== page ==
Alert level update

Changes to COVID-19 alert levels

We are a team of 5 million who all care for one another. The change in Alert Levels may make some of us a bit more low or anxious than normal. Here are some things you, your friends and whānau can do to get through this together:

Stay in touch with your loved ones and your community


  • Maintaining healthy relationships is important for our mental wellbeing. We can stay connected with our friends and whānau by doing things like texting or video-calling..
  • It's times like this that we all lean on one another. If you're feeling distressed, talk to someone you trust.
  • Small acts of kindness helps shift our focus from our own worries, and remind us about the good things in life. Why not ask your Nana about your whakapapa? Or drop off some baking to your neighbour?
  • We are all dealing with COVID-19 in our own ways, and sometimes that comes out as frustration or anger. Try not to take this personally. Lead by example by giving people the benefit of the doubt, not escalating tensions, and giving them understanding and empathy. We all need a little bit of kindness to get through this.

Stick to the facts


  • Find sources you can trust like covid19.govt.nz, your Iwi, or local community group leaders. Fact-check information you get from newsfeeds, social media or other people. The COVID-19 social media team are also happy to answer any queries.
  • Seeing lots of posts about COVID-19 can keep us in flight-or-flight mode. It helps to limit your social media if it's making you feel distressed. Asking your friends and whānau to keep the chat "COVID-free" can be a big help.

Look after your body


  • Our physical health has a big impact on how we feel. Try not to fall into unhealthy patterns of behaviour that make you feel worse. Be kind to your body by trying to eat healthily and getting some exercise each day. It's good for your wellbeing and keeps your body strong too.
  • Going for a walk, run or bike ride can help lift your mood and clear your head. Or try a home workout.
  • Do activities that you enjoy and find relaxing. This could be exercising in your living room, reading, watching a TV series, building something in your shed, singing, or gardening.

Focus on the present


  • Focusing on the present, rather than worrying about the future, can help you cope with difficult emotions and improve your wellbeing.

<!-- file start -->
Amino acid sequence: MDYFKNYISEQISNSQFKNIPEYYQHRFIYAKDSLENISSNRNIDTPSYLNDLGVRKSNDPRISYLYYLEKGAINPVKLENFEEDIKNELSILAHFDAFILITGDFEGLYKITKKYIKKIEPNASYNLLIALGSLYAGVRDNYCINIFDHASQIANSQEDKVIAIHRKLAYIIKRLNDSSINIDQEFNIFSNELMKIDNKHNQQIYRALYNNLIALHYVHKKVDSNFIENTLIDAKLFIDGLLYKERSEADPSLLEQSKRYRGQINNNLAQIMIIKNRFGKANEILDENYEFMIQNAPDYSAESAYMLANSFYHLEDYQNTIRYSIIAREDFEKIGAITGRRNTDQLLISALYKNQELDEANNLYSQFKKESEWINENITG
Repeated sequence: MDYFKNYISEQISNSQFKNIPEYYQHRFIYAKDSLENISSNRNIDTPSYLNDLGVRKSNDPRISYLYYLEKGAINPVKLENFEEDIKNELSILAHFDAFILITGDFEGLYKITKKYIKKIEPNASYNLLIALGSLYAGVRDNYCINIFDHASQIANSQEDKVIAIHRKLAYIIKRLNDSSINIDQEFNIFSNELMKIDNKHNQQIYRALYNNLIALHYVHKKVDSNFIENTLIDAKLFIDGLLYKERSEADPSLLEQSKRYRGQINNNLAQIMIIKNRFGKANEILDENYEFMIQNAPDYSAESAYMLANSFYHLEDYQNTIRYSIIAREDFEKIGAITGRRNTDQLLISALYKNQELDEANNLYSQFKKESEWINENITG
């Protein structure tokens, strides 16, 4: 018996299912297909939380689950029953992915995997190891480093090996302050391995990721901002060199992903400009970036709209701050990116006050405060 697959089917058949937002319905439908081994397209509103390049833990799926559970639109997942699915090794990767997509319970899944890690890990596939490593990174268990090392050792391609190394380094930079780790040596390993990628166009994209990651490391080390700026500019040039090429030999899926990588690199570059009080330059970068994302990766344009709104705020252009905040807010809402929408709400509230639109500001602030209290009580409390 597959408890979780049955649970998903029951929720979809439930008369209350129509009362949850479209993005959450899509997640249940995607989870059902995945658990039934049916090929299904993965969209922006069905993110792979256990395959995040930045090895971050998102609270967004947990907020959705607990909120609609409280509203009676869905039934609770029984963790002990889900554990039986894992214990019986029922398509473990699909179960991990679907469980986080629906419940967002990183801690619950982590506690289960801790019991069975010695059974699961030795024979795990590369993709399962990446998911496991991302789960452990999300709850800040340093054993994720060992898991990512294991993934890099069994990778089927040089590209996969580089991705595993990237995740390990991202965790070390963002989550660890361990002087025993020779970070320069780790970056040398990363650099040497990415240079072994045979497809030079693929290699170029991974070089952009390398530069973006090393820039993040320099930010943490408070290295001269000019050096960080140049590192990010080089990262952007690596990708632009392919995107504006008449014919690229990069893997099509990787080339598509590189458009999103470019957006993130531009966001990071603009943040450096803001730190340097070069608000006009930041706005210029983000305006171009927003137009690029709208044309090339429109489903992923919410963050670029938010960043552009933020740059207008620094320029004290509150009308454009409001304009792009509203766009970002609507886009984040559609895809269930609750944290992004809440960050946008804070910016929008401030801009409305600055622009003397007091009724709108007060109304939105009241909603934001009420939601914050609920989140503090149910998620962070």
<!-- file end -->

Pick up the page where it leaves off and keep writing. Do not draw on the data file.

• COVID-19 is an event like no other. You're not alone if you're feeling a bit drained or overwhelmed.
  • If you have experienced mental distress before, you have unique strengths to get through times like this. What has helped you get through before? What could you do now?
  • Doing things like keeping a gratitude diary has helped people feel less anxious and more hopeful and happy. Write down three things every day that you feel grateful for – it doesn't matter how small.
  • Practising relaxation or mindfulness may help you focus on the present if you feel overwhelmed by worry.

Look after your sleep


  • Good quality sleep makes a big difference to how we feel mentally and physically, so it's important to get enough.
  • Try to keep regular sleeping patterns and keep up good sleep hygiene practices – like avoiding screens before bed, cutting back on caffeine and creating a restful environment.
  • Try to get at least 20 to 30 minutes out in the sunshine every day. Getting out into the sunlight helps your body clock know when day and night-time are, which makes it easier to sleep.
  • Try not to sleep more than you need to. It can end up in a cycle of you feeling more tired, and more down.

Coping with COVID-19 anxiety


  • Concern about COVID-19 is normal. However, some people may experience intense anxiety that can affect their daily life.
  • New things like seeing masks while we’re out and about may make some of us feel anxious. Try to remind yourself that by following the guidelines, we are all uniting to keep our loved ones and our communities safe. Masks, sanitiser and everything else we do are all signs of how much we all care for one another.
  • If you feel anxious when you're out and about, practise some mindfulness exercises, like noticing the feeling of the ground beneath your feet, the sounds of birds, or counting the colours you see. A mindfulness app may help you practise.